The pure creativity of the stunt gives way to thousands of social shares, numerous digital headlines, and tons of brand awareness.
Here are just a few viral examples:
Maybelline’s #TotallyLashedOut stunt on the London Underground | 2023
A video of a giant Maybelline mascara wand running its way through a giant eyelash (attached to a moving london underground train) went viral on TikTok, as viewers shared their admiration for the experiential campaign.
British Airways’ #lookup campaign | 2013
British Airways created a digital billboard ad, showing a little boy pointing up at the sky whenever a BA plane flew above (in real life).
BBC’s Dracula billboard created by daggers and shadows | 2020
The BBCs PR department used the concept of 3D shapes, clever lighting, and spooky shadows to bring to life their adaptation of Dracula.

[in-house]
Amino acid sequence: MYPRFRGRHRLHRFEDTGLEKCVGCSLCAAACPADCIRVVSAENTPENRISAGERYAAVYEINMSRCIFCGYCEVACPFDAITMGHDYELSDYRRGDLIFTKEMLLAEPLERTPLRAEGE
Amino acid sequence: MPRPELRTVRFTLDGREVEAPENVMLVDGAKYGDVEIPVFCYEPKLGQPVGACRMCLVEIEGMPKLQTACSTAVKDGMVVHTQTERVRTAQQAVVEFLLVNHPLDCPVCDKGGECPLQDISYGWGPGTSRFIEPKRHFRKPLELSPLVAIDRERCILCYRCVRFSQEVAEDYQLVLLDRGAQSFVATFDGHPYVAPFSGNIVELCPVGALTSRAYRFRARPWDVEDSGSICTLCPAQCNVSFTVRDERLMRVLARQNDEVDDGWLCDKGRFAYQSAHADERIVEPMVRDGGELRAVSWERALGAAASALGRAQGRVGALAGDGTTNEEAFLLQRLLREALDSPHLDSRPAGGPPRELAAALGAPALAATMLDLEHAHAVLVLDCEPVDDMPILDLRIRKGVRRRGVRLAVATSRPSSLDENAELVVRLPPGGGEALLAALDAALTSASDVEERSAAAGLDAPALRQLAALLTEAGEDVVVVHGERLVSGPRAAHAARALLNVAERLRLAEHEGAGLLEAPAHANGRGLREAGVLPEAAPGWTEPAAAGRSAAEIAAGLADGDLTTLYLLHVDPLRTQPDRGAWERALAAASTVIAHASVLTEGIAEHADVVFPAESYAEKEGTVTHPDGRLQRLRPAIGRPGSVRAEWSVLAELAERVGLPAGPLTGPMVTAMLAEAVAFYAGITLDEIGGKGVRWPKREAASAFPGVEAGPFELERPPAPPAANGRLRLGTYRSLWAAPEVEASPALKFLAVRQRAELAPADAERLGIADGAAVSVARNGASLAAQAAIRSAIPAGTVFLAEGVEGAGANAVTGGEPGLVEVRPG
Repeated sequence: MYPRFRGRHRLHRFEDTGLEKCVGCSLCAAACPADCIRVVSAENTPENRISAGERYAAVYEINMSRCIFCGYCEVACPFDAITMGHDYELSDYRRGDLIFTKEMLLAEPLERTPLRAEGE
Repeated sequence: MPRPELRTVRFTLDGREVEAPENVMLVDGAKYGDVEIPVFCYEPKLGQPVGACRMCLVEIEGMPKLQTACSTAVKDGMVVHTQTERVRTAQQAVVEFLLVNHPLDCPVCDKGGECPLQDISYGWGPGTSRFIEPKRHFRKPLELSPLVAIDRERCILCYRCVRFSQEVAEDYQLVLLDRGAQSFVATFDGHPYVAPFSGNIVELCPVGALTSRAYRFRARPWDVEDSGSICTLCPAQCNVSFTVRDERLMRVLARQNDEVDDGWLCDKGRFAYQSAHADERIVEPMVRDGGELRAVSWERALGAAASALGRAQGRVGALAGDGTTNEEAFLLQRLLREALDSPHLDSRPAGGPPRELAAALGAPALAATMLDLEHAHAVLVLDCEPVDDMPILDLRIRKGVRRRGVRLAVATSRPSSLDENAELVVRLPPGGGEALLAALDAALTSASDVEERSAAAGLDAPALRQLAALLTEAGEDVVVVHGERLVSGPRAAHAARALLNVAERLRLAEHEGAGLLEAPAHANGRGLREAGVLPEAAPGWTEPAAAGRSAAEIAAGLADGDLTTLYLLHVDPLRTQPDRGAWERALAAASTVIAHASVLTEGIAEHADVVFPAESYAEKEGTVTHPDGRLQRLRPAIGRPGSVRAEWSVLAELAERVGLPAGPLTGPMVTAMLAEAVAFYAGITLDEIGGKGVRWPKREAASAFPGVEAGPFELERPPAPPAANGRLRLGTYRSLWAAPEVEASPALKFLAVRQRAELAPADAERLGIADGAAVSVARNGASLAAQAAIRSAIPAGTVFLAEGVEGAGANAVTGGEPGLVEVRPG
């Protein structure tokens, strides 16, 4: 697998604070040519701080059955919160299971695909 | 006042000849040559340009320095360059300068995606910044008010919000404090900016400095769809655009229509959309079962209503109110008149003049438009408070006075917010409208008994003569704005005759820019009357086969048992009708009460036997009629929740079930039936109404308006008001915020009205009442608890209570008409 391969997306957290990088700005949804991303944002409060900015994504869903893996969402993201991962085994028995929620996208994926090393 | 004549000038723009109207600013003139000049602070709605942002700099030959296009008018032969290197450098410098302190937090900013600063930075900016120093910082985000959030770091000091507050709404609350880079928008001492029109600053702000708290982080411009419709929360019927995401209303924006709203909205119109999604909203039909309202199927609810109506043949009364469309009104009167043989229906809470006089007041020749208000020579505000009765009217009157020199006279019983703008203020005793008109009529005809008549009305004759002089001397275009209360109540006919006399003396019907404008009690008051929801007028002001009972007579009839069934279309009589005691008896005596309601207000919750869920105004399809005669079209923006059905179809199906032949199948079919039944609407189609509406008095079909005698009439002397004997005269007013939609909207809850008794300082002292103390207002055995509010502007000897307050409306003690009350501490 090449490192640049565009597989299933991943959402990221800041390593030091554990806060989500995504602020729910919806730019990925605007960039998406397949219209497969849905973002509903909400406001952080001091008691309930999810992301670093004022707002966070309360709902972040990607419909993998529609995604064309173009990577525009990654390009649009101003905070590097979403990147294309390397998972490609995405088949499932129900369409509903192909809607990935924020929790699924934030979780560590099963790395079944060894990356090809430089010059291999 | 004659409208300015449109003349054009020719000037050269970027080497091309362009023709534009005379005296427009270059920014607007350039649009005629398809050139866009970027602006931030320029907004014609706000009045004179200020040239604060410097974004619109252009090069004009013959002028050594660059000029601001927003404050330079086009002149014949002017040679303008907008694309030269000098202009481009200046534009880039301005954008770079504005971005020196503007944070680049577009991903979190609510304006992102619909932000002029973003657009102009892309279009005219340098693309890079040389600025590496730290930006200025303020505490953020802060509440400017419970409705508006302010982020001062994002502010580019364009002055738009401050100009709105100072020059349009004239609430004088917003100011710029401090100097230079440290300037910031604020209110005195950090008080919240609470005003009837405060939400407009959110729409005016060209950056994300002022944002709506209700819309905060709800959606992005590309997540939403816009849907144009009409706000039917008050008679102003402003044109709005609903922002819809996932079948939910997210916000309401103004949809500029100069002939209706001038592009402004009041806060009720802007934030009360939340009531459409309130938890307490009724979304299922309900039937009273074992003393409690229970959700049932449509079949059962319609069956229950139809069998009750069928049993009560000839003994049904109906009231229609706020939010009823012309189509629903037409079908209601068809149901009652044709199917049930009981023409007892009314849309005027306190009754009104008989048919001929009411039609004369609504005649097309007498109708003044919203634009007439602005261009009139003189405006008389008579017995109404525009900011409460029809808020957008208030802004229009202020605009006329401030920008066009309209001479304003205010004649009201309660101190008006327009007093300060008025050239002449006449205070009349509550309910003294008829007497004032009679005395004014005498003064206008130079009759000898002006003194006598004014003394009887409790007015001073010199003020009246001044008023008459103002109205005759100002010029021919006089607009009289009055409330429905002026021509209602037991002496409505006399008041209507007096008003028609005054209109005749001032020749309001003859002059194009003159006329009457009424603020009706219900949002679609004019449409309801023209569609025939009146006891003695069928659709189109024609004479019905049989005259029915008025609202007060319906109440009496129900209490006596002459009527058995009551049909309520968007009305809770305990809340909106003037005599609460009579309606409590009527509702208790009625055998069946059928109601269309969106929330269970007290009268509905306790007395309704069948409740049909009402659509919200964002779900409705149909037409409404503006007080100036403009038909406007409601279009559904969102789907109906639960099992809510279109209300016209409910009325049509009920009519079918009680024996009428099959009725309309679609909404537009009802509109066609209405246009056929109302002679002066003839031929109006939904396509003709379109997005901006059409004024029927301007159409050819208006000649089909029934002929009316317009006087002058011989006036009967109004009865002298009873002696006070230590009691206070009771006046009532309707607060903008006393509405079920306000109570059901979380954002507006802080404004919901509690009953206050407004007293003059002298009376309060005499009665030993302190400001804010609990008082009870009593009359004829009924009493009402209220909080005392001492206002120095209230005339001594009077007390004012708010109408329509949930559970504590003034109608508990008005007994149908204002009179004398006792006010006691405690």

What is the difference between digital PR and traditional PR?
Traditional PR was characterized by networking and befriending media contacts, with the view to winning coverage in television, radio, or print based news.
Unlike digital PR, traditional PR methods were tricky if not impossible to track. Any measurement of PR activity was an approximation of the referring source’s reach.
Digital PR, on the other hand, is much easier to measure and scale. If anything, certain digital PR practices have scaled too much.
In a way, we are now coming full circle and embracing elements of traditional PR:
Relevant publications> major publications